This past weekend, I went back to school. 

Or rather, I was in a high school.  My niece’s high school to be specific.  But I was only there to watch her play in a volleyball tournament with many other teams from the surrounding counties.  Whew!

And I offer that interjection in all seriousness, too, because my recurring nightmare happens to involve having to go back to high school.

You see, in these periodic dreams, I find out that there was either an exam I failed or a course I didn’t finish and so my high school diploma is now worthless. As an adult, I now have to return and either repeat the course or the retake the exam.  Therefore, I have to quit my job and give up my life as I know it and my grown-up responsibilities to become a high schooler once again. 

I’m also supposed to remember my locker combination after all of these years (which only adds more stress and drama to the nightmares).  And so I usually wake myself up in a panic and a sweat, because I can’t take it and just want it all to end!

Well, thankfully, I was not dreaming just a few days ago and was only a spectator (praise God!).  And you know what I gathered in just a couple of hours while sitting on the sidelines in a hot and humid gymnasium?  Not a whole lot has changed in high school.  Really.  In fact, if anything has changed, it’s just the fact that it’s more of the same. …

More drama. 
More competition.
More emotions. 
More comparisons.
More efforts to achieve. 
More practicing. 
More “dude!”
More “suh-WEET!”
More tears.
More misunderstandings.
More hairspray.
More hair gel.
More boys checking out girls.
More girls whispering about boys.
More talking (albeit via texting).
And much more …

Now, I’m not saying it’s any easier than it was back in my day.  I think it’s probably harder to be a high schooler in the 21st century, as everything that I had to go through many years ago seems to have now been kicked up another notch. 

These days, teens are expected to be superstars and be successful at everything they try or are working toward.  It seems like there’s no room for failure (or even mediocrity).  It seems like you’ve got to be multi-talented, multi-faceted, multi-EVERYTHING-ed!!!  Oh, and also "the best."

But what happens when a kid doesn’t measure up in a certain area or pursuit?  What happens when she does everything possible to practice and prepare but is passed over by the coach?  What happens when she has to sit warming the bench for an entire game while team members who are making continual mistakes are still playing?  What happens when her positive attitude, good sportsmanship and solid leadership skills don’t mean anything?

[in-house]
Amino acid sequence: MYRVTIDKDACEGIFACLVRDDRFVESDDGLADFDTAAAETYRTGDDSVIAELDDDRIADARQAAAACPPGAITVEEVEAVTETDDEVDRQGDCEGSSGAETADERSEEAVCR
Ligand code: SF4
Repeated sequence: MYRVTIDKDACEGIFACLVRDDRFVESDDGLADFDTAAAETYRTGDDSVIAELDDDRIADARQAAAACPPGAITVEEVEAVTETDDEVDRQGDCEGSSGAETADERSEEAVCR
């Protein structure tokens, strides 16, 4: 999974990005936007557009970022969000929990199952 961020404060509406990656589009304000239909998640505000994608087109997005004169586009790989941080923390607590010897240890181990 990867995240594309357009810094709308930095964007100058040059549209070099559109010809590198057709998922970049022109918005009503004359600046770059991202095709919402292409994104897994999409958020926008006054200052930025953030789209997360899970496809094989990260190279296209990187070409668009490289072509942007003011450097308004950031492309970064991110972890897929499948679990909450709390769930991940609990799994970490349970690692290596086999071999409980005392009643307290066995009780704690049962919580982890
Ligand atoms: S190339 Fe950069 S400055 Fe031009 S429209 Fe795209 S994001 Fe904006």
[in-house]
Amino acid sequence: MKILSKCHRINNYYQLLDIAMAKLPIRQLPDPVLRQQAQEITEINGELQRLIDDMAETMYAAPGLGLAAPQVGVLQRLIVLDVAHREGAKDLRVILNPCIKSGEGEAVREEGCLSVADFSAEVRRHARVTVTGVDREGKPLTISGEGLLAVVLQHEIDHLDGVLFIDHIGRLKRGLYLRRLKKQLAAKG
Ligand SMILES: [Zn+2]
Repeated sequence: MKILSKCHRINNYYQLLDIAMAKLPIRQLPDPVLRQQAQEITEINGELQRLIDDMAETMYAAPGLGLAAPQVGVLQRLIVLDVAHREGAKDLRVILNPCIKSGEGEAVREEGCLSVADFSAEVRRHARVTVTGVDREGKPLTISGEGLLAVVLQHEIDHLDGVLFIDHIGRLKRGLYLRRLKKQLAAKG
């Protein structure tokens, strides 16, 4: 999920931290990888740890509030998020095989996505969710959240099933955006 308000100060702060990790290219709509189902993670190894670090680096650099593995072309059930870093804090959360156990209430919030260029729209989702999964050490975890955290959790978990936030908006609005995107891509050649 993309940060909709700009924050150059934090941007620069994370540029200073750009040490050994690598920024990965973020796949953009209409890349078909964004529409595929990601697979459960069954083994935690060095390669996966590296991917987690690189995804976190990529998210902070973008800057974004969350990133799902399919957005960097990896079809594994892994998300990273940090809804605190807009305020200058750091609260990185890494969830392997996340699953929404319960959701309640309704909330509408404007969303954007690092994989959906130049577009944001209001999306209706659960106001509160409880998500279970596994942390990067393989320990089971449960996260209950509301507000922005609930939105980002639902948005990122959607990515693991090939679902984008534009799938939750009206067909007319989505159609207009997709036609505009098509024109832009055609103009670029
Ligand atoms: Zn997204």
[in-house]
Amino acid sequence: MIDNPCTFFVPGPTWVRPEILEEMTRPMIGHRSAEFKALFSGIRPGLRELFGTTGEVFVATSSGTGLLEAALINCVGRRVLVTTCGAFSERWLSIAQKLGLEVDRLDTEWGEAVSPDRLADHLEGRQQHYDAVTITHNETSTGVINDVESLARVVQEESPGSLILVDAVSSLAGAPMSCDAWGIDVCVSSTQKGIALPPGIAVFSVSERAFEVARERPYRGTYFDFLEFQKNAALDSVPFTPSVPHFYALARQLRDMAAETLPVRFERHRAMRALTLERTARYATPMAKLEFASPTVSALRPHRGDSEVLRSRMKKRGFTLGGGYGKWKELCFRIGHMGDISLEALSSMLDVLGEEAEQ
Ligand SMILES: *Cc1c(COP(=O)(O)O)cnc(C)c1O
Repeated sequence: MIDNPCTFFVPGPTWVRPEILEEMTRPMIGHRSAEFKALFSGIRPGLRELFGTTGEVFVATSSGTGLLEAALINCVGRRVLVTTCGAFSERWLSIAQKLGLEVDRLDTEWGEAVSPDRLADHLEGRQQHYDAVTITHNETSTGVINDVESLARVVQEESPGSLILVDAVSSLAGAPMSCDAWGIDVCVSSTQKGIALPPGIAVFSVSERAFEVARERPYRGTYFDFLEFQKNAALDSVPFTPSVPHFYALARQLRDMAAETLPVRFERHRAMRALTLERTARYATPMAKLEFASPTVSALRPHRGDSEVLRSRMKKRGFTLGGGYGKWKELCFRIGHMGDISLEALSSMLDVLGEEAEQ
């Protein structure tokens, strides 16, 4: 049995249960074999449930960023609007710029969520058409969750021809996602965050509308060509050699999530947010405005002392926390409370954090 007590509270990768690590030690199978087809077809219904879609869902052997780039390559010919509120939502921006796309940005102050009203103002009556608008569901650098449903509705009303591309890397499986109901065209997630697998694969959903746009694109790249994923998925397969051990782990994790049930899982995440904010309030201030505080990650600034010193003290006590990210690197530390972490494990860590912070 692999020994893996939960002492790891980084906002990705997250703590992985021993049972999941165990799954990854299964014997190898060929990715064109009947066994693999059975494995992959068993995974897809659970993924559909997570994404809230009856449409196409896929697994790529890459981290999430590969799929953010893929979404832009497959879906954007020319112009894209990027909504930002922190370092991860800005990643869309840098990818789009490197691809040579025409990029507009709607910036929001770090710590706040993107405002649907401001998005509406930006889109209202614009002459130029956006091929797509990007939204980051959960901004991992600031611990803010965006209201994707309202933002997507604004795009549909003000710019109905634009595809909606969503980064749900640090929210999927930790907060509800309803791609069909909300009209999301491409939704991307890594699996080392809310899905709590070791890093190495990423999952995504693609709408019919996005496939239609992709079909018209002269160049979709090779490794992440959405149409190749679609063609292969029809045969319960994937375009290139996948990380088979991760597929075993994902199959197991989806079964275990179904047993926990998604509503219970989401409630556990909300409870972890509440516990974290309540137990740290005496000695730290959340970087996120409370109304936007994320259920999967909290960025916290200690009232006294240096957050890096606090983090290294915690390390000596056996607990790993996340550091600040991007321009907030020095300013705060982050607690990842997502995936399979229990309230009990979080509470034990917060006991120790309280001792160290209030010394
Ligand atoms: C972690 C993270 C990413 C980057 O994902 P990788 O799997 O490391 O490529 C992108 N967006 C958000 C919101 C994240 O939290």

Well, that’s when some character is built and some hard life lessons are learned.  As an aunt, it was not fun to watch this happen to my niece.  And I know as parents, it was even harder for my sister and my brother-in-law to stomach.  You want the best for your children, and you want them to have as many opportunities as possible to use their talents and showcase their abilities.  But when something—or someone—stands in the way of that happening, there’s not always a whole lot you can do to make things go differently.  And so you must choose how you will respond. 

These are good lessons for my niece to begin learning now at the ripe young age of 16.  I know she will face many more obstacles in college and as she enters the workforce after that.  There will inevitably be situations and people standing in her way, all along the way.  There will be times when she will do everything (and more!) that she possibly can to get a good grade, to be successful, to be chosen for a project or to be promoted.  And it just won’t work out the way she wants it to.  I know.  I’ve been there.

Since we are very similar in our personalities (she mistakenly gets called “Laura” sometimes … er … when she gets in trouble), I know that I can share what I’ve learned with her from my own experiences.  And hopefully this will make a difference for her as she finishes her remaining high school years and moves on to the next phases of her life.  Perhaps she’ll even be able to sidestep some of the traps or attitude pits that have ensnared me along my way.

In the meantime, I just hope that she doesn’t inherit Auntie Laura's recurring nightmare.  Oh, let’s pray that’s not in the genes.  After all, she already has my “spiritedness," and I think that’s quite enough for her to deal with.  For now.